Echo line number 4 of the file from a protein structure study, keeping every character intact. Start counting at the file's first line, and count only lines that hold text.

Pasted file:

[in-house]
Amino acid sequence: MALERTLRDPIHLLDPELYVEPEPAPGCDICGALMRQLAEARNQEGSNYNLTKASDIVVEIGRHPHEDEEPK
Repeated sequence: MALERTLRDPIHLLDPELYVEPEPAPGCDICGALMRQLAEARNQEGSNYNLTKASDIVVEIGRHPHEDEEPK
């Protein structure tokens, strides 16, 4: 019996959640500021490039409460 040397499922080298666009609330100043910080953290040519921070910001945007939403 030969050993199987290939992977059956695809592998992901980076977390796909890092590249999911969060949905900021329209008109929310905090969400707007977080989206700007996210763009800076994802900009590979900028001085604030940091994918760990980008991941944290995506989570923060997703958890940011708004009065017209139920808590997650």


């Protein structure tokens, strides 16, 4: 019996959640500021490039409460 040397499922080298666009609330100043910080953290040519921070910001945007939403 030969050993199987290939992977059956695809592998992901980076977390796909890092590249999911969060949905900021329209008109929310905090969400707007977080989206700007996210763009800076994802900009590979900028001085604030940091994918760990980008991941944290995506989570923060997703958890940011708004009065017209139920808590997650």